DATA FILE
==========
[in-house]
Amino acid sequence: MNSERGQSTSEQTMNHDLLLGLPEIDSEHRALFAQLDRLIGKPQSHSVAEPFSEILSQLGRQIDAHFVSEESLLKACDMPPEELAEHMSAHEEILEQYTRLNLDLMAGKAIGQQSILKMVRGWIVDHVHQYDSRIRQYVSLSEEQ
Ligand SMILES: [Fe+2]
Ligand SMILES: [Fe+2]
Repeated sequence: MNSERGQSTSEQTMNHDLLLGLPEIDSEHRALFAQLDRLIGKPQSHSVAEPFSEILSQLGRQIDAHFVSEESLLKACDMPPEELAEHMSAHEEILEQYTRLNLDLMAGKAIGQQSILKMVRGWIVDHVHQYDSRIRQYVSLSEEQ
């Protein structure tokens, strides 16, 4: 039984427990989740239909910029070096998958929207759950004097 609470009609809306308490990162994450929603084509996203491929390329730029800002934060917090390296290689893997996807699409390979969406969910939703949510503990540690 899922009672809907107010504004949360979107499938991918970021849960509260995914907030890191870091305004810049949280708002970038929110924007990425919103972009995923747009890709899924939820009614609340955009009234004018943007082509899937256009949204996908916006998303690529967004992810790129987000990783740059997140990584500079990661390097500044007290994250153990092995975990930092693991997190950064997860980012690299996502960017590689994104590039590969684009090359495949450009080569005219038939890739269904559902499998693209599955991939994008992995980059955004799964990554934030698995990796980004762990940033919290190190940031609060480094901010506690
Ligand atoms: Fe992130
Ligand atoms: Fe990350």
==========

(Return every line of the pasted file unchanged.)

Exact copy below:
[in-house]
Amino acid sequence: MNSERGQSTSEQTMNHDLLLGLPEIDSEHRALFAQLDRLIGKPQSHSVAEPFSEILSQLGRQIDAHFVSEESLLKACDMPPEELAEHMSAHEEILEQYTRLNLDLMAGKAIGQQSILKMVRGWIVDHVHQYDSRIRQYVSLSEEQ
Ligand SMILES: [Fe+2]
Ligand SMILES: [Fe+2]
Repeated sequence: MNSERGQSTSEQTMNHDLLLGLPEIDSEHRALFAQLDRLIGKPQSHSVAEPFSEILSQLGRQIDAHFVSEESLLKACDMPPEELAEHMSAHEEILEQYTRLNLDLMAGKAIGQQSILKMVRGWIVDHVHQYDSRIRQYVSLSEEQ
């Protein structure tokens, strides 16, 4: 039984427990989740239909910029070096998958929207759950004097 609470009609809306308490990162994450929603084509996203491929390329730029800002934060917090390296290689893997996807699409390979969406969910939703949510503990540690 899922009672809907107010504004949360979107499938991918970021849960509260995914907030890191870091305004810049949280708002970038929110924007990425919103972009995923747009890709899924939820009614609340955009009234004018943007082509899937256009949204996908916006998303690529967004992810790129987000990783740059997140990584500079990661390097500044007290994250153990092995975990930092693991997190950064997860980012690299996502960017590689994104590039590969684009090359495949450009080569005219038939890739269904559902499998693209599955991939994008992995980059955004799964990554934030698995990796980004762990940033919290190190940031609060480094901010506690
Ligand atoms: Fe992130
Ligand atoms: Fe990350």